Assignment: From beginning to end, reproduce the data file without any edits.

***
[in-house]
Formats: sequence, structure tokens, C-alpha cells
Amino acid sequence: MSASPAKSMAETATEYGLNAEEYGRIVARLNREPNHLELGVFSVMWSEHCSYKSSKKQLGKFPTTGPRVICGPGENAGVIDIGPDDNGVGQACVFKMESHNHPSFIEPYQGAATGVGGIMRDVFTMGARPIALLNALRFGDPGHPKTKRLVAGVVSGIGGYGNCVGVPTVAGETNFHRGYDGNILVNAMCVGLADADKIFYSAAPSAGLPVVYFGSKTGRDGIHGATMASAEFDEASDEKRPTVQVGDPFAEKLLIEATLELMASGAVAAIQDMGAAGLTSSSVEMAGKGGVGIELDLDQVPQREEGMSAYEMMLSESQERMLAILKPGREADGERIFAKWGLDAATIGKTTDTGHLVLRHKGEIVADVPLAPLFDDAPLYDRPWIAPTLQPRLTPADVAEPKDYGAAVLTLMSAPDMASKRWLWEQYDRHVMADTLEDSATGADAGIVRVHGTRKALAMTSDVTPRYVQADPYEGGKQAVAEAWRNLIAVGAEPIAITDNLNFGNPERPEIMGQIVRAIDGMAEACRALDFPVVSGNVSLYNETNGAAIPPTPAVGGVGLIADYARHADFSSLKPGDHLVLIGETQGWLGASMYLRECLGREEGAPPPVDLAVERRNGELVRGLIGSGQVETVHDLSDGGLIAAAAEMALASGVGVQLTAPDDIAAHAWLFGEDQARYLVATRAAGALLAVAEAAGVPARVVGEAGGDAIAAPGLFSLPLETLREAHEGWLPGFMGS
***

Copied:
[in-house]
Formats: sequence, structure tokens, C-alpha cells
Amino acid sequence: MSASPAKSMAETATEYGLNAEEYGRIVARLNREPNHLELGVFSVMWSEHCSYKSSKKQLGKFPTTGPRVICGPGENAGVIDIGPDDNGVGQACVFKMESHNHPSFIEPYQGAATGVGGIMRDVFTMGARPIALLNALRFGDPGHPKTKRLVAGVVSGIGGYGNCVGVPTVAGETNFHRGYDGNILVNAMCVGLADADKIFYSAAPSAGLPVVYFGSKTGRDGIHGATMASAEFDEASDEKRPTVQVGDPFAEKLLIEATLELMASGAVAAIQDMGAAGLTSSSVEMAGKGGVGIELDLDQVPQREEGMSAYEMMLSESQERMLAILKPGREADGERIFAKWGLDAATIGKTTDTGHLVLRHKGEIVADVPLAPLFDDAPLYDRPWIAPTLQPRLTPADVAEPKDYGAAVLTLMSAPDMASKRWLWEQYDRHVMADTLEDSATGADAGIVRVHGTRKALAMTSDVTPRYVQADPYEGGKQAVAEAWRNLIAVGAEPIAITDNLNFGNPERPEIMGQIVRAIDGMAEACRALDFPVVSGNVSLYNETNGAAIPPTPAVGGVGLIADYARHADFSSLKPGDHLVLIGETQGWLGASMYLRECLGREEGAPPPVDLAVERRNGELVRGLIGSGQVETVHDLSDGGLIAAAAEMALASGVGVQLTAPDDIAAHAWLFGEDQARYLVATRAAGALLAVAEAAGVPARVVGEAGGDAIAAPGLFSLPLETLREAHEGWLPGFMGS